From Major General Philip Schuyler
German Flatts [N.Y.] August 6th 1776
Your Excellency’s Favor of the 31st of July, I had the pleasure to receive this Morning.
I am well aware that every person in the Commissary General’s Department should strictly abide by, and obey his Orders, and that more than one Head to any Department must be introductory to Confusion—This Sentiment I have strongly held up to Congress in some of my Letters in the Course of last Campaign, and as soon as Mr Trumbul arrived in the Northern Department, I conceived that he became the principal of the Commissary Department, and have accordingly always directed Mr Livingston to obey his Orders, in Terms which I trust will do me Honor as a Soldier, and a Citizen, whose first Wish is the Weal of the Cause he is engaged in—Nor do I know of an Instance in which Mr Trumbul’s Appointments have not been regarded—The Case of Mr Avery is surely not one, he was particularly appointed for Canada, soon after that Country was put into a seperate military Department, and his appointment therefore did no more extend to this Department than it did to South Carolina—But as the Army was returned from Canada; and as more Commissaries were wanted than what were then employed, I made a temporary appointment of Mr Avery to superintend the Issues, for which Business he was designed in Canada, as your Excellency will percieve, by calling for the Orders Mr Trumbull gave him.
Our Emissaries amongst the Indians all agree that it would be extremely imprudent to request the Indians to take an active part with us, as they think it would effectually militate the contrary Way. The Conferences begin to Morrow—From their Answer to our first Speech, we shall I hope be able to discover their Temper and Intentions, and should we have a prospect of engaging them in our Favor, we will improve it in the best Manner we can—Their Number now here, including their Women & Children, is seventeen hundred and eighteen.
As your Excellency conceives it will be proper & even necessary to request General Burgoyne to deliver the Officers who have slighted their paroles and are now with him, I will write to General Gates and desire him to send a Flag for the purpose. I have sent to Salisbury Furnace to get Swivels cast for the Navy—The Difficulty of procuring the Articles necessary for the Navy are almost insuperable—persons are gone Express to every Quarter of the Country, and some as far as New-London to purchase whatever can be got, but I still fear we shall fall short in many Articles.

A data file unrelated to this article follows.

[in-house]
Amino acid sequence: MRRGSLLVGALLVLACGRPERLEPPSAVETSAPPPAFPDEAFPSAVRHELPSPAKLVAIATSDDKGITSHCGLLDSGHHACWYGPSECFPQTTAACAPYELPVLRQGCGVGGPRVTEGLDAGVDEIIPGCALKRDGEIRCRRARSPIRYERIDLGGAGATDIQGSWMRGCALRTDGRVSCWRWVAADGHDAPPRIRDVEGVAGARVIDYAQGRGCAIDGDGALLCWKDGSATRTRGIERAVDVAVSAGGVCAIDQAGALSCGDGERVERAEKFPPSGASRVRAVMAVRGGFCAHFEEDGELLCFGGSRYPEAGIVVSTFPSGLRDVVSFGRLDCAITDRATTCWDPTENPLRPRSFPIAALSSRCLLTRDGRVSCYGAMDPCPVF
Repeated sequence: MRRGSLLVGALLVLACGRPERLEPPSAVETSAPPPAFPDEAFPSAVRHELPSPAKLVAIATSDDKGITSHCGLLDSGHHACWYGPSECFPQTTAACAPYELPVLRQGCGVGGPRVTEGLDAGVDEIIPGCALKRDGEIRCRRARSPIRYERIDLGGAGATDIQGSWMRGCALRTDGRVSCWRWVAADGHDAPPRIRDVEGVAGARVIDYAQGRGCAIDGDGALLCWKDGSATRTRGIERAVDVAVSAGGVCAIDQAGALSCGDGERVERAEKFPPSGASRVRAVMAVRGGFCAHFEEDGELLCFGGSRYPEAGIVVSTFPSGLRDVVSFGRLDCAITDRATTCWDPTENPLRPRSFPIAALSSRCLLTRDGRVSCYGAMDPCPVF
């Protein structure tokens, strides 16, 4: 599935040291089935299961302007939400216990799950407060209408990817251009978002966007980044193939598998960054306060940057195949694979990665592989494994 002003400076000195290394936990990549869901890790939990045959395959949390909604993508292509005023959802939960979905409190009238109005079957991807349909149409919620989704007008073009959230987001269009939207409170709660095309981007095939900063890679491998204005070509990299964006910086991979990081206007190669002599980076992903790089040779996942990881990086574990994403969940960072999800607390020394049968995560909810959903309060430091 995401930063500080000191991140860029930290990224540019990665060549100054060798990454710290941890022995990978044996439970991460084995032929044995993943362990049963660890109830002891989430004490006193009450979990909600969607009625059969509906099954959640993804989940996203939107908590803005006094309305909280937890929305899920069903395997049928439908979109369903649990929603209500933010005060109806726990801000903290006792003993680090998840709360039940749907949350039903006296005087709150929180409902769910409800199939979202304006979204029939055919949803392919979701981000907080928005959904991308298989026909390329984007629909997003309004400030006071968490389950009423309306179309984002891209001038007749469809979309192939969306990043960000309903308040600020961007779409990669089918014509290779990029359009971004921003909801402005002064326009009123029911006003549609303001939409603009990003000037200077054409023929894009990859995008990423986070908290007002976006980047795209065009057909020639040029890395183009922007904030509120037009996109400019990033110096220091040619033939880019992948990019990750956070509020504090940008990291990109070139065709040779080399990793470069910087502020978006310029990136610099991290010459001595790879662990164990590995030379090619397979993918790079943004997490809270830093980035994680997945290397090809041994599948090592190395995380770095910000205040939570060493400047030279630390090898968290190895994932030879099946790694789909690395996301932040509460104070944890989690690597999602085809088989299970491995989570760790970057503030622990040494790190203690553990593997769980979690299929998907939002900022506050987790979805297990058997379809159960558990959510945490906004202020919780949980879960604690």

In mine of the 24th I pointed out the Situation of Crown point, with Respect to the Distance from the Southern and Northern Extremes of the Lake—It is evident that it cannot command an Inch of Country North of the Fort further than Cannon Shot will reach, and that if a General has a Mind to land an Army on any part of the Banks of Lake Champlain North of Crown point, Nothing but a superior Naval Force can prevent him perhaps not even that—If then an Attempt was made to penetrate into the New England Colonies from any place between two Miles beyond Crown point and the North End of the Lake—What will be the Difference in bringing our Army to oppose them? Why fifteen Miles, and no more, by Land or by Water as we may chuse to go, but I really have no Idea of the possibility of an Army penetrating into the well inhabited part of any of the New England Colonies—If I commanded an Army at Crown point and was certain that by removing it from thence, the Enemy would undertake to march across the Green Mountains (for that is the only Rout, when they are not suffered to go by the way of Tionderoga) into the New England Colonies, I would immediately remove the Obstacle, nor would I attempt to follow them, until they had got at least twenty five Miles from the Lake, conscious that if indeed they were not followed at all, and a Body of light Troops only sent to harrass them on their Arrival in the Green Mountains very few would ever return and none penetrate—General Arnold with all his Activity with picked Men, with a Small Body suffered greatly before he got an hundred Miles from his Batteaus—What would an Army so numerous as to be capable of effecting any thing of Consequence, if they did penetrate suffer in such a March and thro’ Mountains hardly passable for a Carriage with the best of Drivers and a good Team. How an Army at Crown point should prevent Savages from penetrating into the Country East of Lake Champlain I cannot possibly concieve—Can an Army at New York prevent a Man going into a Batteau at New London crossing the Sound to the East End of Long Island, or to any other part of it between New York and the East End, landing there, crossing the Island and committing a Depredation on the South Side? Surely not, and yet the Case is nearly similar and would be quite so if the North Side of Long Island was as thinly inhabited as the East Shore of Lake Champlain.